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Old 01-07-2011, 04:25 PM
 
Location: In a cat house! ;)
1,397 posts, read 2,366,179 times
Reputation: 1407

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There are mannnnnny articles available about the dangers (or not) of BPA lined pet food AND human food packaging.

This info I received from the manufacturer of Felidae (Dog Food: All Natural, High Quality, Holistic Pet Food. Dog Foods, Cat Foods, Dog Biscuits) cat food via e-mail. (This is JUST food for thought.)

Quote:
Bisphenol A, or BPA, is used in the manufacturing of numerous products, including epoxy can coatings. The metal can industry has used epoxy can coatings containing BPA for decades.
Is it Safe?
Scientific evidence from several different regulatory agencies in the United States, including the U.S. Food and Drug Administration), Europe and Japan has consistently shown these coatings to be safe. Consumers would have to eat more than 500 POUNDS of food in contact with epoxy resins EVERY Day of their lives to exceed exposure levels determined to be safe by the European Food Safety Authority and the U.S. Environmental Protection Agency. Numerous studies that measure actual exposure levels have confirmed that typical exposure to BPA is approximately 1/1000th of safe exposure levels.
At present there is no viable alternative to epoxy coatings that meet the existing requirements of all products.
Facts:
There is not commercially viable alternative to epoxy coating can liners
BPA Epoxy Coatings is used to make protective coatings for metal food packaging and helps provide safe, wholesome and nutritious foods for people and pets throughout the world.
Exposure to BPA from the use of protective liners is exceedingly low
BPA derived can liners are approved for use by ALL food regulatory agencies around the world
Due to corroding effects of foods during processing, metal containers and lids are coated to, ensure safety and prevent adverse effects on food quality, wholesomeness and nutritional value due to contact with un-coated metal cans.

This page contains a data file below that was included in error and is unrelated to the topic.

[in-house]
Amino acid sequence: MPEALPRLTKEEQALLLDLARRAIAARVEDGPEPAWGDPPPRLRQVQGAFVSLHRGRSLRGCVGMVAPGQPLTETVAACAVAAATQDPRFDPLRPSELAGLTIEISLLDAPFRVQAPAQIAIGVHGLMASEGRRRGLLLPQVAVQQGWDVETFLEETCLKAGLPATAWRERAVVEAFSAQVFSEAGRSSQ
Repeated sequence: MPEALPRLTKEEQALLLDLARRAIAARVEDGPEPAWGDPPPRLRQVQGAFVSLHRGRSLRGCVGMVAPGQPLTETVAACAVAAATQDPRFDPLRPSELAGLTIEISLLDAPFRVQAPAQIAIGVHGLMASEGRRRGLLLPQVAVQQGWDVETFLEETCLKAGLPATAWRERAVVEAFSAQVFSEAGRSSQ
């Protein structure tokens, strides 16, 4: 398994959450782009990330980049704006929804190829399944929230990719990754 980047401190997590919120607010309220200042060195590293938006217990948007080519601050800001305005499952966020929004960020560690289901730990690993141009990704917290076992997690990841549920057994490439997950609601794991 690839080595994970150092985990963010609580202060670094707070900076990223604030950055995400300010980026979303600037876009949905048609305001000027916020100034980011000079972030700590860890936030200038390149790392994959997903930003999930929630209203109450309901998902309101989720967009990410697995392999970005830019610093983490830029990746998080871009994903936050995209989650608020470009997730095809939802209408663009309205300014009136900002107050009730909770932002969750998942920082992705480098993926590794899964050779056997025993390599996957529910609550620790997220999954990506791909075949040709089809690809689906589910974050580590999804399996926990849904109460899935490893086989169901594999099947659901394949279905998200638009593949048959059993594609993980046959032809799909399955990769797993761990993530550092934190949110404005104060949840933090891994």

Today’s use of BPA-derived epoxy resins is the result of over 60 years of industry research to develop and provide can liners with the safest and most effective barrier available.

Respectfully,

Beth Morgan
Customer Service Representative
CANIDAE Corp.
1975 Tandem Way
Norco, Ca 92860
1-800-398-1600

CANIDAE® All Natural Pet Food
www.canidae.com
Interesting article...

Major Producers To Ditch BPA From Packaging:

Some companies view BPA as a concern and are or have made changes, and some companies do not.

Major Producers to Ditch BPA From Packaging : Kevin Trudeau Show


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Old 01-07-2011, 06:34 PM
 
Location: In a cat house! ;)
1,397 posts, read 2,366,179 times
Reputation: 1407
Both brands of cat food that I feed our felines contain BPA in the can liner. But then so does the bottle of Dr. Pepper that I like to drink every so often. What to do/or believe....
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Old 01-07-2011, 06:35 PM
 
1,153 posts, read 1,382,164 times
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Hi, yes I think it isn't good period. I called Wellness back awhile ago & they said "their 12.5 oz cans have it & the smaller 5.5 oz do not". I use ONLY the 5.5 oz.

Also, I think I saw Trader Joe's canned goods don't use it (somewhere online) but have yet to confirm. (Not that most use Trader's cat food but.. just fyi)

Ok, so my opinion is -- do not use it if you can help it -- or unless you can ask the maker if it is used in lining.
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Old 01-07-2011, 06:46 PM
 
Location: In a cat house! ;)
1,397 posts, read 2,366,179 times
Reputation: 1407
Quote:
Originally Posted by movintime View Post
Hi, yes I think it isn't good period. I called Wellness back awhile ago & they said "their 12.5 oz cans have it & the smaller 5.5 oz do not". I use ONLY the 5.5 oz.

Also, I think I saw Trader Joe's canned goods don't use it (somewhere online) but have yet to confirm. (Not that most use Trader's cat food but.. just fyi)

Ok, so my opinion is -- do not use it if you can help it -- or unless you can ask the maker if it is used in lining.
When I first heard about BPA, I was all worked up about it. Once I started checking into how much human food is packaged with BPA ... kinda got me to thinking.

If I believe... "Consumers would have to eat more than 500 POUNDS of food in contact with epoxy resins EVERY Day of their lives to exceed exposure levels determined to be safe by the European Food Safety Authority and the U.S. Environmental Protection Agency" ... then I'd have to say I got worked up about nothing.